THE last time Callum Smith boxed in the United States, it was in an early-career six-rounder down the bill in Carson, California. He flattened Abraham Hernandez in one round on the show topped by Kell Brook beating Shawn Porter. In the intervening five years, the man from Liverpool has become the world’s leading super-middleweight for many (including this publication), winning the World Boxing Super Series tournament in September with a spectacular knockout of George Groves.
Now “Mundo” has his second USA bout on a much bigger stage than the first – he’s in the chief support to Joshua-Ruiz at the famed Madison Square Garden, defending his WBA belt for the first time against Hassan N’Dam N’Jikam. Smith, 25-0 (18), is tall for the weight at 6ft 3ins and it would be no surprise if he moved up to light-heavy at some point. There’s also talk of a match with pound-for-pound star Canelo Alvarez, so Callum can’t afford any slip-ups this weekend.
N’Jikam looks a good choice of opponent. The Cameroon-born Frenchman has held the WBO strap at middleweight and at 35 is an experienced campaigner with a 37-3 (21) record. But this is his first title tilt at 168lbs, and don’t forget he scaled 2 1/2lbs inside the middleweight limit when beating Martin Murray on a majority decision in December. And while only Ryota Murata has beaten him inside the distance – on a seventh-round retirement to avenge a dubious split loss – Hassan has also suffered plenty of knockdowns in points defeats: six against Peter Quillin and four against David Lemieux.
Such fragility bodes ill against Smith, whose 3 1/2in height advantage should allow him to pick off the advancing challenger with stiff jabs, left hooks and right crosses. Expect the end to come during the 12-rounder’s final third.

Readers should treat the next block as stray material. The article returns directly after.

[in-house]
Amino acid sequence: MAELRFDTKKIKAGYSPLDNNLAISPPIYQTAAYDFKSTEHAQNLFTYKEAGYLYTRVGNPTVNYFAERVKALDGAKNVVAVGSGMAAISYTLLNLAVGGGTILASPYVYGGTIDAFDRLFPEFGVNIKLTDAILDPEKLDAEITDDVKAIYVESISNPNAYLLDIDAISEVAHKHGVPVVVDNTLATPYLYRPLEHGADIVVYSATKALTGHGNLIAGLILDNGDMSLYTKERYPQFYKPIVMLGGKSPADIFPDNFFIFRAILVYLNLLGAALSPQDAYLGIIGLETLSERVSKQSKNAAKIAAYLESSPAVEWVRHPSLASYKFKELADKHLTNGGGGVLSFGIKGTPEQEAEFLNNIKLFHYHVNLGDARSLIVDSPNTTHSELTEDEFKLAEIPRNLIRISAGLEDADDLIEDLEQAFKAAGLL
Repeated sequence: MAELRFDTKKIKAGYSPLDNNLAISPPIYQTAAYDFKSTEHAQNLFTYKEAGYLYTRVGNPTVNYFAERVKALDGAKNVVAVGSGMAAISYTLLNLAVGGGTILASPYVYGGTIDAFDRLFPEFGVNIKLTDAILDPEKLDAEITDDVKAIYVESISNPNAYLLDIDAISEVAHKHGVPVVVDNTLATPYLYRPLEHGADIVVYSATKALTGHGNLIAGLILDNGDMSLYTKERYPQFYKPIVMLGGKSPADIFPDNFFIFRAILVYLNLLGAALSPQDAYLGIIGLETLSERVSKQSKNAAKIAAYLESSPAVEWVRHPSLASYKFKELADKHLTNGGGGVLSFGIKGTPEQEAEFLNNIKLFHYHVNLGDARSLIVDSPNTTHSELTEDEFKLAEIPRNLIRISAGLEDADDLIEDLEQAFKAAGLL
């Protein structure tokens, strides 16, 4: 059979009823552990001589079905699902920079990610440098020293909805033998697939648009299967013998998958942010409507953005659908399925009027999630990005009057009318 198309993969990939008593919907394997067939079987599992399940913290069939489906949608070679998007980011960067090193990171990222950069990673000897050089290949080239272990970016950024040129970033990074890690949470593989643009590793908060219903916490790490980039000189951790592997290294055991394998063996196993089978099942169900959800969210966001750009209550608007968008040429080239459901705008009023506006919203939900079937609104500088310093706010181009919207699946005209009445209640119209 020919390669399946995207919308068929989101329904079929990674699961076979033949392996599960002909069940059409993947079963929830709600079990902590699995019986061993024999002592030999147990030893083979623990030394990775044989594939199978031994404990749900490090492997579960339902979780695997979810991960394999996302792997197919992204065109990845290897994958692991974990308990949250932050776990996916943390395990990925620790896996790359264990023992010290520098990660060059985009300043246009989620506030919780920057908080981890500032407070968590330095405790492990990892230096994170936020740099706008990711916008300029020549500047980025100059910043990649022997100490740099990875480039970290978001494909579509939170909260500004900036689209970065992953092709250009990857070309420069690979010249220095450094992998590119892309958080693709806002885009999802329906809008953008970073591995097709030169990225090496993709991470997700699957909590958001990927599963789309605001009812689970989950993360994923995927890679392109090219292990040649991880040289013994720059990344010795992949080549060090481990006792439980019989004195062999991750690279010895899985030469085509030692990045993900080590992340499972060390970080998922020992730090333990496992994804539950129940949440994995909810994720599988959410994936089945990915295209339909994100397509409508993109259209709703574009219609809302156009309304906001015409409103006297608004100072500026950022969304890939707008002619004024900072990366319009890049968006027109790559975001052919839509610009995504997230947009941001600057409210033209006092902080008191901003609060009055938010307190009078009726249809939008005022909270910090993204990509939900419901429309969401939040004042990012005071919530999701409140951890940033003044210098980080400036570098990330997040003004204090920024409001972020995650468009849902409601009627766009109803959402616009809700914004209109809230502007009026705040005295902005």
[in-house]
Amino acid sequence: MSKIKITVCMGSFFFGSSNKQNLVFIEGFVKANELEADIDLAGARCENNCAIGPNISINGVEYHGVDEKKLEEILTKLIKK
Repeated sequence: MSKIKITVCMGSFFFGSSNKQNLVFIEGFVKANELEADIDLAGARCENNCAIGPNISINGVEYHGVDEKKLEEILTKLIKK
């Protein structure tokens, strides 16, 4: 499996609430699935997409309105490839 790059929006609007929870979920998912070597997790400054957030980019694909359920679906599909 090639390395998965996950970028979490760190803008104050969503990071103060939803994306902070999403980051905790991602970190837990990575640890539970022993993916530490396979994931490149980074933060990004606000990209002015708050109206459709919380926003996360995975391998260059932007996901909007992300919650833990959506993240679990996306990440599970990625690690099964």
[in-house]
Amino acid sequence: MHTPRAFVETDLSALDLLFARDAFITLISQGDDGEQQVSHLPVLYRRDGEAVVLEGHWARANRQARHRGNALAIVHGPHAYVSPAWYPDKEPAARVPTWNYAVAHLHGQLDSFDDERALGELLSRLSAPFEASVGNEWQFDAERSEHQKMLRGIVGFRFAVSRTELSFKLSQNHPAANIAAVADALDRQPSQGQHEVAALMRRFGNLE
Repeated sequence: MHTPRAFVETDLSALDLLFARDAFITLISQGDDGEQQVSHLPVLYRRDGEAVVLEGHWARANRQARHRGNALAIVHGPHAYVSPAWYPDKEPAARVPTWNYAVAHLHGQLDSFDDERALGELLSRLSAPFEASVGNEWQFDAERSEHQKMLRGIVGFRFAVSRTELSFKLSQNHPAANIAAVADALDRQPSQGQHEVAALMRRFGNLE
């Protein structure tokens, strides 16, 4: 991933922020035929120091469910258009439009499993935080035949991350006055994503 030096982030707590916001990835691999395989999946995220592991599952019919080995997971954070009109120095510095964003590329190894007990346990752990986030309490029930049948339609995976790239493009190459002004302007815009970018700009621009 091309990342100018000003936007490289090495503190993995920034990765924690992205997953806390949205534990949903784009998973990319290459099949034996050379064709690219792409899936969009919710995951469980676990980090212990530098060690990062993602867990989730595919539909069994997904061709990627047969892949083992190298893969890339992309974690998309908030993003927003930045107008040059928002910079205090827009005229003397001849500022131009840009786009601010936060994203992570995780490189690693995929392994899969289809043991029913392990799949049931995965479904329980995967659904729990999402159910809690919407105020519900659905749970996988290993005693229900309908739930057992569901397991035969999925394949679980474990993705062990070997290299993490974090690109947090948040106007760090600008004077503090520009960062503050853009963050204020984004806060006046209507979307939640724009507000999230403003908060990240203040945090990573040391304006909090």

Irish superstar Katie Taylor has wasted no time since leaving behind a glorious amateur career, racing to a 13-0 (6) pro ledger and accumulating the WBA, IBF and WBO lightweight belts. Now she faces her toughest test in the shape of Belgium’s WBC counterpart Delfine Persoon, 43-1 (18).
Persoon’s only loss came way back in November 2010, on a fourth-round stoppage to compatriot Zelda Tekin, whom she’d beaten on a second-session disqualification a month earlier. But despite her impressive numbers, Persoon rarely ventures outside her homeland and lacks the big-time experience of Taylor, who should employ her skills and fitness to unify with a points win over 10 two-minute rounds.
A fun super-lightweight 12-rounder with little significance in the grand scheme of things sees Chris Algieri from Huntington, New York face Hull battler Tommy Coyle. Algieri scored a breakout win over Ruslan Provodnikov (for the WBO crown) but then lost to Manny Pacquiao, Amir Khan and Errol Spence Jnr, although only the last-named ended it inside the distance. With only eight early wins in his 23-3 record, Chris is more boxer than puncher, which is good news for Coyle, 25-4 (12).
Tommy has an aggressive style that brought stoppage losses to Derry Mathews and Luke Campbell. But he’s won his last three and if he can draw Algieri into a slugging match, may just emerge with a close points victory.
Sunderland talent Josh Kelly takes a gamble in a welterweight 10-rounder against Philadelphia’s Ray Robinson. Kelly, a 2016 Olympian, has used his flashy skills to win all nine pro fights, six inside the distance. He’s been boxing 10-rounders since his fifth fight and last year beat former world super-welter champ Carlos Molina.
But Robinson, 24-3-1 (12), is a southpaw with a tricky style that last time out in March enabled him to draw over 10 with Egidijus Kavaliauskas, whom Top Rank were touting as an opponent for Terence Crawford. Assuming Kelly keeps his hands up and stays focused, he can win a good learning fight on the cards. One of Kelly’s colleagues on the 2016 GB Olympic boxing team, Croydon light-heavyweight Joshua Buatsi, continues his fistic education with a 10-rounder against Mexico’s Marco Antonio Periban, 25-4-1 (16). The British champion’s skills and punching power have so far earned him 10 wins in as many fights, eight before the final bell.
THE VERDICT Smith gets a golden opportunity to impress an American audience.